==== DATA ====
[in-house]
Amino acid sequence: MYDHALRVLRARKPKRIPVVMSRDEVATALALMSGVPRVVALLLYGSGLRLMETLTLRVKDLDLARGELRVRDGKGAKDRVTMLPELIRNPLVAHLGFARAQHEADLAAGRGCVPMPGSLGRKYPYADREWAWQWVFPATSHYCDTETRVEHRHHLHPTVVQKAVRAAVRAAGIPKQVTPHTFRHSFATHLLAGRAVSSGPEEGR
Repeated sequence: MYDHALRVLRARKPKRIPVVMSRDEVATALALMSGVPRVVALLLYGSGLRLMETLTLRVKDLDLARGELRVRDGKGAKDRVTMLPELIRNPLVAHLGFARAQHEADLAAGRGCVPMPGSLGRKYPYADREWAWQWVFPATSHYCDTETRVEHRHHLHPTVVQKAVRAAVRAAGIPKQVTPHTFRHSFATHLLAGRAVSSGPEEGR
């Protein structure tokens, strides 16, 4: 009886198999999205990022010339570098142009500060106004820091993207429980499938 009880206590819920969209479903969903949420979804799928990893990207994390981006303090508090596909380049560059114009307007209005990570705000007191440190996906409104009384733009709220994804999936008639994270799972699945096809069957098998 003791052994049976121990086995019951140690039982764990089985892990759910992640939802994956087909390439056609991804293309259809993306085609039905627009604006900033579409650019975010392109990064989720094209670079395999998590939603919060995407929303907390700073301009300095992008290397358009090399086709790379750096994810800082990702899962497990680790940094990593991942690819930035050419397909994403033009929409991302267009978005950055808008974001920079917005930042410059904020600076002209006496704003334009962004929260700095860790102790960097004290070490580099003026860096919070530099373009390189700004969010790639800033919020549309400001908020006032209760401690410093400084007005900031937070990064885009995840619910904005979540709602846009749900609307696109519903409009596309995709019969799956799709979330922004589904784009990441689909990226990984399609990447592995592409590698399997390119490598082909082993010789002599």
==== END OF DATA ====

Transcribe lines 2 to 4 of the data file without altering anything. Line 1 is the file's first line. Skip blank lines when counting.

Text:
Amino acid sequence: MYDHALRVLRARKPKRIPVVMSRDEVATALALMSGVPRVVALLLYGSGLRLMETLTLRVKDLDLARGELRVRDGKGAKDRVTMLPELIRNPLVAHLGFARAQHEADLAAGRGCVPMPGSLGRKYPYADREWAWQWVFPATSHYCDTETRVEHRHHLHPTVVQKAVRAAVRAAGIPKQVTPHTFRHSFATHLLAGRAVSSGPEEGR
Repeated sequence: MYDHALRVLRARKPKRIPVVMSRDEVATALALMSGVPRVVALLLYGSGLRLMETLTLRVKDLDLARGELRVRDGKGAKDRVTMLPELIRNPLVAHLGFARAQHEADLAAGRGCVPMPGSLGRKYPYADREWAWQWVFPATSHYCDTETRVEHRHHLHPTVVQKAVRAAVRAAGIPKQVTPHTFRHSFATHLLAGRAVSSGPEEGR
């Protein structure tokens, strides 16, 4: 009886198999999205990022010339570098142009500060106004820091993207429980499938 009880206590819920969209479903969903949420979804799928990893990207994390981006303090508090596909380049560059114009307007209005990570705000007191440190996906409104009384733009709220994804999936008639994270799972699945096809069957098998 003791052994049976121990086995019951140690039982764990089985892990759910992640939802994956087909390439056609991804293309259809993306085609039905627009604006900033579409650019975010392109990064989720094209670079395999998590939603919060995407929303907390700073301009300095992008290397358009090399086709790379750096994810800082990702899962497990680790940094990593991942690819930035050419397909994403033009929409991302267009978005950055808008974001920079917005930042410059904020600076002209006496704003334009962004929260700095860790102790960097004290070490580099003026860096919070530099373009390189700004969010790639800033919020549309400001908020006032209760401690410093400084007005900031937070990064885009995840619910904005979540709602846009749900609307696109519903409009596309995709019969799956799709979330922004589904784009990441689909990226990984399609990447592995592409590698399997390119490598082909082993010789002599």